Ingredients: Bitter Gourd – How to remove (some of) the Bitterness from Bitter Gourd

Bitter Gourd aka Bitter Melon

One of the many bitter vegetables loved in India and most Asian countries, these look like members of the marrow family except that their green skins are ridged like that of an alligator – bumpy dark to pale green. It has a slightly bitter quinine flavour that has a cooling effect in one’s mouth, and is believed to be a mild purgative. Indians consider bitter gourd good for cleansing the blood and for diabetes. In Thailand, there are several types of bitter melon, including a very small one that David Thompson of Thai Food says graphically translates as “birds droppings melon” but tastes relatively mild.

There are two main types of Bitter Melon – a light green Chinese variety and a dark green Indian variety (Karela).  Both melons have the same hardiness and bitter flavour. The only real difference is the appearance. Indian bitter gourds are narrower than the Chinese type, rather like a zucchini. They have irregular ridges and triangle-shaped “teeth” all over the surface of the skin, along with slightly ragged ridges. Chinese ones can grow more more than 25cm long and they have blunt ends. Broader than Indian gourds, they have light green skins dotted liberally with wart-like bumps rather than teeth. Both types have thick skins and white seeds.

Chinese Bitter Gourd

To prepare bitter gourd if you want to reduce the bitterness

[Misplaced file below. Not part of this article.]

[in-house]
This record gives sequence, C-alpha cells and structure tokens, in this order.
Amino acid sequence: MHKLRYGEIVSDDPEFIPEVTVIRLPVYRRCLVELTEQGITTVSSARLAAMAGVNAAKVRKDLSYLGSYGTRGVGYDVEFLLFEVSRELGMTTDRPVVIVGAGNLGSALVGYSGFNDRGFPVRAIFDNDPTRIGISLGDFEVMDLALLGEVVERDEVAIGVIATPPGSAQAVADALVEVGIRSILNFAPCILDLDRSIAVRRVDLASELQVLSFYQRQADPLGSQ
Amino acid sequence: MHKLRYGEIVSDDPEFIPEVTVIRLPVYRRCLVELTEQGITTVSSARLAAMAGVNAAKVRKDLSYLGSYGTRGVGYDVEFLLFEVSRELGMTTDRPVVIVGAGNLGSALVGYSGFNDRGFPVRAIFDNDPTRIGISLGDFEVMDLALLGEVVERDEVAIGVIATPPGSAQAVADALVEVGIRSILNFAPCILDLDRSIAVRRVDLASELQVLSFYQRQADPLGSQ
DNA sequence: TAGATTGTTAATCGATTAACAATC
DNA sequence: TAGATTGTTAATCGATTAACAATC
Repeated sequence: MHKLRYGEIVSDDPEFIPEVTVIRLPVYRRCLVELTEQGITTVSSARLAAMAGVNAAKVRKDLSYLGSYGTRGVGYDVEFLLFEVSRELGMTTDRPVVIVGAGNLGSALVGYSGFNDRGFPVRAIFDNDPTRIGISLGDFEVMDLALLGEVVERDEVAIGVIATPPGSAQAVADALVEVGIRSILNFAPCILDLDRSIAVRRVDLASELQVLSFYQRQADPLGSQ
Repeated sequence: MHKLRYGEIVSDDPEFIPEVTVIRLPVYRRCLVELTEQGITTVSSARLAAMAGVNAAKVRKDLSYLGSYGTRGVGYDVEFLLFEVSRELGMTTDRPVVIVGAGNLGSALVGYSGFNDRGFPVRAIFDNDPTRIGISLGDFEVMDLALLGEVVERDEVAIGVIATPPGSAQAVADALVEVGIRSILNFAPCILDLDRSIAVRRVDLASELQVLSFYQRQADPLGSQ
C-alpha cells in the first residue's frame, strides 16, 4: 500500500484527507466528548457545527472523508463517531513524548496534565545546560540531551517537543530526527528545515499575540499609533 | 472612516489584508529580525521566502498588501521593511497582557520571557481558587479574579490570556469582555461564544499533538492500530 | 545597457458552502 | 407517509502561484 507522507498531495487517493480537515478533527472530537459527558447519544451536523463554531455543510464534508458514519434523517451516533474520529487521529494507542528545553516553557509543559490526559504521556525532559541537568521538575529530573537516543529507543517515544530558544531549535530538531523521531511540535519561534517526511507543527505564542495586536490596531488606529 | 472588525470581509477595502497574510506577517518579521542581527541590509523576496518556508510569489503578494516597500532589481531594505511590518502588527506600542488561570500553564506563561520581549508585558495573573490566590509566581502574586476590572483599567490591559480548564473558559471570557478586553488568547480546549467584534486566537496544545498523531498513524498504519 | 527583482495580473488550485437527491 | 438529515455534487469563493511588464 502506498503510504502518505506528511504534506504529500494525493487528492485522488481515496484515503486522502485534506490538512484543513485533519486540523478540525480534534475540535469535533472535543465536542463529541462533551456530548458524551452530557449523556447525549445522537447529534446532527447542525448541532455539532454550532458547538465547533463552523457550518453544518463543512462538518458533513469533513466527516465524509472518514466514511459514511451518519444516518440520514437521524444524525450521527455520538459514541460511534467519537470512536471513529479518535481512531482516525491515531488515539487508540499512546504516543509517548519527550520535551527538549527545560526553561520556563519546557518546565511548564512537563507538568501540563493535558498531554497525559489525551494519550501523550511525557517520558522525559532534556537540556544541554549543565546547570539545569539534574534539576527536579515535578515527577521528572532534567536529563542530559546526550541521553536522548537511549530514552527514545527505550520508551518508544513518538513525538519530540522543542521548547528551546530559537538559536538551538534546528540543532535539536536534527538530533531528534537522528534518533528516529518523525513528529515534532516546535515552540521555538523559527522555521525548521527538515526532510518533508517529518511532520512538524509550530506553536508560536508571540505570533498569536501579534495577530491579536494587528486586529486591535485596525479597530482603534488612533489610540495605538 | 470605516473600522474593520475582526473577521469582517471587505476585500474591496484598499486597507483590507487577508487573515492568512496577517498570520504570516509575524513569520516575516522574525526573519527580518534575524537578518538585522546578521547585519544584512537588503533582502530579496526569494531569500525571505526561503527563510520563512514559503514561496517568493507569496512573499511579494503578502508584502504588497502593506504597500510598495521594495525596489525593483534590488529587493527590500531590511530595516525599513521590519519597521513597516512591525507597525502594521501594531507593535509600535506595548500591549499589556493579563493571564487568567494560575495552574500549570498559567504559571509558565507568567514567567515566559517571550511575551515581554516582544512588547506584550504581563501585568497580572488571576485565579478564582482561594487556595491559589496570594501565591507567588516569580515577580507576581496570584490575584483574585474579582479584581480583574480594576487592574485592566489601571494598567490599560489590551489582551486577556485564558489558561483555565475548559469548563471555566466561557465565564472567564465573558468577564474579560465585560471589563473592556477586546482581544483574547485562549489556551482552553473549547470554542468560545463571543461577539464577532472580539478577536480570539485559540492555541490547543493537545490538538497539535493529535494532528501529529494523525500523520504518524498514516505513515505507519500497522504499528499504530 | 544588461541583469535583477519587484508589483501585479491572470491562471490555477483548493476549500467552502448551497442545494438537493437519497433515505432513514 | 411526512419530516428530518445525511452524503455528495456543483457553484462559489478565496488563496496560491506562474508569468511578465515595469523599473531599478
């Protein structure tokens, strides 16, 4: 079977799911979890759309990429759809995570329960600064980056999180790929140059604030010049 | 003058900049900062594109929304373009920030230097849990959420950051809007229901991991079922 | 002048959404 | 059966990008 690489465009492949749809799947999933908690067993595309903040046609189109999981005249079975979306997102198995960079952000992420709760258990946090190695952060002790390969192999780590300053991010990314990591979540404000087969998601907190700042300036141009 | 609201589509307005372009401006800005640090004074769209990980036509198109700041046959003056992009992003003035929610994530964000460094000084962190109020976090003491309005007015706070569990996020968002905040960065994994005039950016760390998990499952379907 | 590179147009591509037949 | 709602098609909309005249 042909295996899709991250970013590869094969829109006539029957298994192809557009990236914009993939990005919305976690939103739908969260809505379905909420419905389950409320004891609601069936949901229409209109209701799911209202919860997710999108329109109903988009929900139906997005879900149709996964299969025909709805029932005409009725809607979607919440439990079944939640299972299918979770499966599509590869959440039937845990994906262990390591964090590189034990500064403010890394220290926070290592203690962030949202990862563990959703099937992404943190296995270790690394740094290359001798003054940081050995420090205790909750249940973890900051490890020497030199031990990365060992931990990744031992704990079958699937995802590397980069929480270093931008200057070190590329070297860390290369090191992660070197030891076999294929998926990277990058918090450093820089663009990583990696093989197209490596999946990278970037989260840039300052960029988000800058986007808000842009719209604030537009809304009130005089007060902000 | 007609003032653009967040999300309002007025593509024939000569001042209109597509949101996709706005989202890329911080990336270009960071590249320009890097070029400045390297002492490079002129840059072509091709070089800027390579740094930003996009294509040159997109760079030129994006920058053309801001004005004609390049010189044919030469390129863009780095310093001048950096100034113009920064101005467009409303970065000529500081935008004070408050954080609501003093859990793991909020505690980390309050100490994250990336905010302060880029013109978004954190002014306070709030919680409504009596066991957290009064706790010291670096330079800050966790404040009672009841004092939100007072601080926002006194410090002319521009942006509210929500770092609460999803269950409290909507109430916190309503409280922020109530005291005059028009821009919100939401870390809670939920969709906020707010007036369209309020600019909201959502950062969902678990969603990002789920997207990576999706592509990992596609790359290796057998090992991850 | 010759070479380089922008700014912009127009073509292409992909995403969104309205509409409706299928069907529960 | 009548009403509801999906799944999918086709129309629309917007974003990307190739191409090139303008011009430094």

Scrape off the ridges, leaving a smooth skin, and then rub with salt and set aside. Some of the bitterness flows out with the salty water. If this is too bitter still for your taste, blanch from a cold water start. It can be used in soups, stir fries, curries and may be steamed, as well as braised.

Bitter Gourd

Meenakshi Ammal’s advice for Preparing Bitter Gourd for Pitlai, Koottu, Poriyal and mildly sour Kuzhambu

Meenakshi Ammal, author of the wonderful  Cook and See series of books, has some advice about preparing bitter gourd for Kuzhambu and lentil dishes.

Cook the bitter gourd separately and only then add to the tamarind water. The amount of tamarind can be reduced substantially due to the flavour of bitter gourd. If you wish to reduce the sourness of the gourd, half cook in water, strain, then add to thick tamarind water that has been heated with salt and turmeric. Cook a little and add a little jaggery. Cook again until tamarind water is absorbed.

Feel free to browse other recipes from our Retro Recipes series. You might also like to browse our Ingredient posts here.

Our Bitter Gourd recipes are here.

Bitter Gourd Pachadi

from the Indian Tips series